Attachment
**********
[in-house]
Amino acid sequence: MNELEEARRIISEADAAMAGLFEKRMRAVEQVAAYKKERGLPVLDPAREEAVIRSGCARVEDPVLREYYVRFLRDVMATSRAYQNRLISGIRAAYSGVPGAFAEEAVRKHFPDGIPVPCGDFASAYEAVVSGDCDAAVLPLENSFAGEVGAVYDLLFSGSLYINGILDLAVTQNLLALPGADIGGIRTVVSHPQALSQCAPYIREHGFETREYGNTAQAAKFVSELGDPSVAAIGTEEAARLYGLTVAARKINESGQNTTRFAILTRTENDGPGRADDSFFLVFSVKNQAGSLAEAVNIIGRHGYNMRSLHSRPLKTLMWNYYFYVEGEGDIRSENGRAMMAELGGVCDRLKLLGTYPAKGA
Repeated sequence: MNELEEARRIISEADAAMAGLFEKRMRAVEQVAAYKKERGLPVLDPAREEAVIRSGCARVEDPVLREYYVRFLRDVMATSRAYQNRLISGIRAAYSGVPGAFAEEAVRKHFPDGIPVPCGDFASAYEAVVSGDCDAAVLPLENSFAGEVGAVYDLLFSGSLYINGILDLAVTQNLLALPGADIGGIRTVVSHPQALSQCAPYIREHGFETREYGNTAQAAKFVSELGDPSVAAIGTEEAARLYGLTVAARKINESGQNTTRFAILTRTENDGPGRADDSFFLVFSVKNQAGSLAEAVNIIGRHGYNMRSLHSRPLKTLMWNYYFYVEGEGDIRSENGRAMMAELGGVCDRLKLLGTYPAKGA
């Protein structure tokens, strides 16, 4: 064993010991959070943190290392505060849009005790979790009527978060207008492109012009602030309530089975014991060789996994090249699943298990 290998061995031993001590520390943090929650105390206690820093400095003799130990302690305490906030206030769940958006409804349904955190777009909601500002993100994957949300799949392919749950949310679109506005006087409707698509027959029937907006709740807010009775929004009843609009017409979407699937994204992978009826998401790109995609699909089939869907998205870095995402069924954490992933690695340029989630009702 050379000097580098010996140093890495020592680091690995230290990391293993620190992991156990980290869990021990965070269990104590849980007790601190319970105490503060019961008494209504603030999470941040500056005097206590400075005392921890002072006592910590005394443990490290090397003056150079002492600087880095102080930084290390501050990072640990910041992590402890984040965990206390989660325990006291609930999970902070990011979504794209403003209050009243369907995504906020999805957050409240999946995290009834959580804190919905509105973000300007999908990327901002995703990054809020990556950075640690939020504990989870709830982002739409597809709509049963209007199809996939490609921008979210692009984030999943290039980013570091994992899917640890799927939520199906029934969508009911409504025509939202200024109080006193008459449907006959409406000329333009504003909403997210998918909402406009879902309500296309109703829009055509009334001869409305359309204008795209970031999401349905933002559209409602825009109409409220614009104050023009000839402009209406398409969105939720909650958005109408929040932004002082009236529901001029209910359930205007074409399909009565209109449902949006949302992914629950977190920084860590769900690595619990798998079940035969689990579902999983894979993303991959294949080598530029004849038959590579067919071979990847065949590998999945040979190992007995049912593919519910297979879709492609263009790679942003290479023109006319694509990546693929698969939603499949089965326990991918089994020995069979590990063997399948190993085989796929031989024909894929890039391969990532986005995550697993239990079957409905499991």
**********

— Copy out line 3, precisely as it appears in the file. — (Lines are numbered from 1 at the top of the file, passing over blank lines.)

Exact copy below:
Repeated sequence: MNELEEARRIISEADAAMAGLFEKRMRAVEQVAAYKKERGLPVLDPAREEAVIRSGCARVEDPVLREYYVRFLRDVMATSRAYQNRLISGIRAAYSGVPGAFAEEAVRKHFPDGIPVPCGDFASAYEAVVSGDCDAAVLPLENSFAGEVGAVYDLLFSGSLYINGILDLAVTQNLLALPGADIGGIRTVVSHPQALSQCAPYIREHGFETREYGNTAQAAKFVSELGDPSVAAIGTEEAARLYGLTVAARKINESGQNTTRFAILTRTENDGPGRADDSFFLVFSVKNQAGSLAEAVNIIGRHGYNMRSLHSRPLKTLMWNYYFYVEGEGDIRSENGRAMMAELGGVCDRLKLLGTYPAKGA